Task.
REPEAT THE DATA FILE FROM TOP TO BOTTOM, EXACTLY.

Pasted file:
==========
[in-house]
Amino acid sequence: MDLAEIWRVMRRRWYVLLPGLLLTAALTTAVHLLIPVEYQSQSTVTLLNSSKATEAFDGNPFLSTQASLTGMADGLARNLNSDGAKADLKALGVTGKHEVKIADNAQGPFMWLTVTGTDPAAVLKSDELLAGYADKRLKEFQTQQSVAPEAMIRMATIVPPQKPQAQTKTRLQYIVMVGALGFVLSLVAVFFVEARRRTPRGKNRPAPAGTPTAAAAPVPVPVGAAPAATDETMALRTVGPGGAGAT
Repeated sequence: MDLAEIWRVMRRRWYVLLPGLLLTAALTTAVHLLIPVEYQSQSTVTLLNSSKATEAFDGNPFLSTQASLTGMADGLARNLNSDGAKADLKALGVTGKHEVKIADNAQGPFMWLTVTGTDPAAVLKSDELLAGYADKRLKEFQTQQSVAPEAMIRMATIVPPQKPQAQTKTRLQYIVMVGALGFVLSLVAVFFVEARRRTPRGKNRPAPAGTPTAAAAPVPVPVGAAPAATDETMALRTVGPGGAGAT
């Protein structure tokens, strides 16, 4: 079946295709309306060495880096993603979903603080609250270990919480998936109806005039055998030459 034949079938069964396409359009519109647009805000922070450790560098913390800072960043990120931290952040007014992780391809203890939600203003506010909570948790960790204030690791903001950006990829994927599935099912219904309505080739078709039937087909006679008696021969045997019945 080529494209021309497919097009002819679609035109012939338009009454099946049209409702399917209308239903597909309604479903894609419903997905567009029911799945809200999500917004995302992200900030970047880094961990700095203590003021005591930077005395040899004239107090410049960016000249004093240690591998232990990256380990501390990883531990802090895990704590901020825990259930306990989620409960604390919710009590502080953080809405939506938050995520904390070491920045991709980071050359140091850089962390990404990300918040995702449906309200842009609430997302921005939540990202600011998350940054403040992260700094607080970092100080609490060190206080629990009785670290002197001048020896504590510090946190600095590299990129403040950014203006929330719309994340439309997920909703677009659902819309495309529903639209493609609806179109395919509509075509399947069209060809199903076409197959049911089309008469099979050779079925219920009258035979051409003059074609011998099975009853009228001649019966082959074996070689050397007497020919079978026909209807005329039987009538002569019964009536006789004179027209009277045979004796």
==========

[in-house]
Amino acid sequence: MDLAEIWRVMRRRWYVLLPGLLLTAALTTAVHLLIPVEYQSQSTVTLLNSSKATEAFDGNPFLSTQASLTGMADGLARNLNSDGAKADLKALGVTGKHEVKIADNAQGPFMWLTVTGTDPAAVLKSDELLAGYADKRLKEFQTQQSVAPEAMIRMATIVPPQKPQAQTKTRLQYIVMVGALGFVLSLVAVFFVEARRRTPRGKNRPAPAGTPTAAAAPVPVPVGAAPAATDETMALRTVGPGGAGAT
Repeated sequence: MDLAEIWRVMRRRWYVLLPGLLLTAALTTAVHLLIPVEYQSQSTVTLLNSSKATEAFDGNPFLSTQASLTGMADGLARNLNSDGAKADLKALGVTGKHEVKIADNAQGPFMWLTVTGTDPAAVLKSDELLAGYADKRLKEFQTQQSVAPEAMIRMATIVPPQKPQAQTKTRLQYIVMVGALGFVLSLVAVFFVEARRRTPRGKNRPAPAGTPTAAAAPVPVPVGAAPAATDETMALRTVGPGGAGAT
């Protein structure tokens, strides 16, 4: 079946295709309306060495880096993603979903603080609250270990919480998936109806005039055998030459 034949079938069964396409359009519109647009805000922070450790560098913390800072960043990120931290952040007014992780391809203890939600203003506010909570948790960790204030690791903001950006990829994927599935099912219904309505080739078709039937087909006679008696021969045997019945 080529494209021309497919097009002819679609035109012939338009009454099946049209409702399917209308239903597909309604479903894609419903997905567009029911799945809200999500917004995302992200900030970047880094961990700095203590003021005591930077005395040899004239107090410049960016000249004093240690591998232990990256380990501390990883531990802090895990704590901020825990259930306990989620409960604390919710009590502080953080809405939506938050995520904390070491920045991709980071050359140091850089962390990404990300918040995702449906309200842009609430997302921005939540990202600011998350940054403040992260700094607080970092100080609490060190206080629990009785670290002197001048020896504590510090946190600095590299990129403040950014203006929330719309994340439309997920909703677009659902819309495309529903639209493609609806179109395919509509075509399947069209060809199903076409197959049911089309008469099979050779079925219920009258035979051409003059074609011998099975009853009228001649019966082959074996070689050397007497020919079978026909209807005329039987009538002569019964009536006789004179027209009277045979004796």